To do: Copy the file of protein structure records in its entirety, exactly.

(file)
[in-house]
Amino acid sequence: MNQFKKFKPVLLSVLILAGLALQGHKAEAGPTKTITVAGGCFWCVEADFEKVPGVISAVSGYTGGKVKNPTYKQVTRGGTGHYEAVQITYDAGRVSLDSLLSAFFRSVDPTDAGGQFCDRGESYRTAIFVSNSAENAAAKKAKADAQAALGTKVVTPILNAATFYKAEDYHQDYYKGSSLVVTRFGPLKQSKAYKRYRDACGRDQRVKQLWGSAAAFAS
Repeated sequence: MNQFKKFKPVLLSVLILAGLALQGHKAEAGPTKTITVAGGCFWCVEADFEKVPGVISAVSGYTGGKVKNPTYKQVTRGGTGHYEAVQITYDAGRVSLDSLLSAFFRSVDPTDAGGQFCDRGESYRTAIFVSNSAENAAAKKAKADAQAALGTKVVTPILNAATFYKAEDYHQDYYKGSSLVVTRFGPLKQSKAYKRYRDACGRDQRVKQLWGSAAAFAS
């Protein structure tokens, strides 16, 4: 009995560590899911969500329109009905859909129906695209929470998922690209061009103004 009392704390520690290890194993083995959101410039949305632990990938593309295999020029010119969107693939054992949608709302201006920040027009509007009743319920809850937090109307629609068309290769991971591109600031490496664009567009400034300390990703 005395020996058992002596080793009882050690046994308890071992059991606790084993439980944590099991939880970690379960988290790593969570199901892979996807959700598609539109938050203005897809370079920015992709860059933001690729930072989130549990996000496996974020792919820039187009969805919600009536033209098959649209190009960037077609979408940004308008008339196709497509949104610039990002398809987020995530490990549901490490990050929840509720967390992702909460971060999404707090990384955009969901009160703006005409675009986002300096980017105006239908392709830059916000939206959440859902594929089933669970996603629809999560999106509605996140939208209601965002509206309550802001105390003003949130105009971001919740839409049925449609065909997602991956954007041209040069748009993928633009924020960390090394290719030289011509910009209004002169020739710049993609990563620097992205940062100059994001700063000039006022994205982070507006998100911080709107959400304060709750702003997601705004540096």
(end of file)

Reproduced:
[in-house]
Amino acid sequence: MNQFKKFKPVLLSVLILAGLALQGHKAEAGPTKTITVAGGCFWCVEADFEKVPGVISAVSGYTGGKVKNPTYKQVTRGGTGHYEAVQITYDAGRVSLDSLLSAFFRSVDPTDAGGQFCDRGESYRTAIFVSNSAENAAAKKAKADAQAALGTKVVTPILNAATFYKAEDYHQDYYKGSSLVVTRFGPLKQSKAYKRYRDACGRDQRVKQLWGSAAAFAS
Repeated sequence: MNQFKKFKPVLLSVLILAGLALQGHKAEAGPTKTITVAGGCFWCVEADFEKVPGVISAVSGYTGGKVKNPTYKQVTRGGTGHYEAVQITYDAGRVSLDSLLSAFFRSVDPTDAGGQFCDRGESYRTAIFVSNSAENAAAKKAKADAQAALGTKVVTPILNAATFYKAEDYHQDYYKGSSLVVTRFGPLKQSKAYKRYRDACGRDQRVKQLWGSAAAFAS
């Protein structure tokens, strides 16, 4: 009995560590899911969500329109009905859909129906695209929470998922690209061009103004 009392704390520690290890194993083995959101410039949305632990990938593309295999020029010119969107693939054992949608709302201006920040027009509007009743319920809850937090109307629609068309290769991971591109600031490496664009567009400034300390990703 005395020996058992002596080793009882050690046994308890071992059991606790084993439980944590099991939880970690379960988290790593969570199901892979996807959700598609539109938050203005897809370079920015992709860059933001690729930072989130549990996000496996974020792919820039187009969805919600009536033209098959649209190009960037077609979408940004308008008339196709497509949104610039990002398809987020995530490990549901490490990050929840509720967390992702909460971060999404707090990384955009969901009160703006005409675009986002300096980017105006239908392709830059916000939206959440859902594929089933669970996603629809999560999106509605996140939208209601965002509206309550802001105390003003949130105009971001919740839409049925449609065909997602991956954007041209040069748009993928633009924020960390090394290719030289011509910009209004002169020739710049993609990563620097992205940062100059994001700063000039006022994205982070507006998100911080709107959400304060709750702003997601705004540096």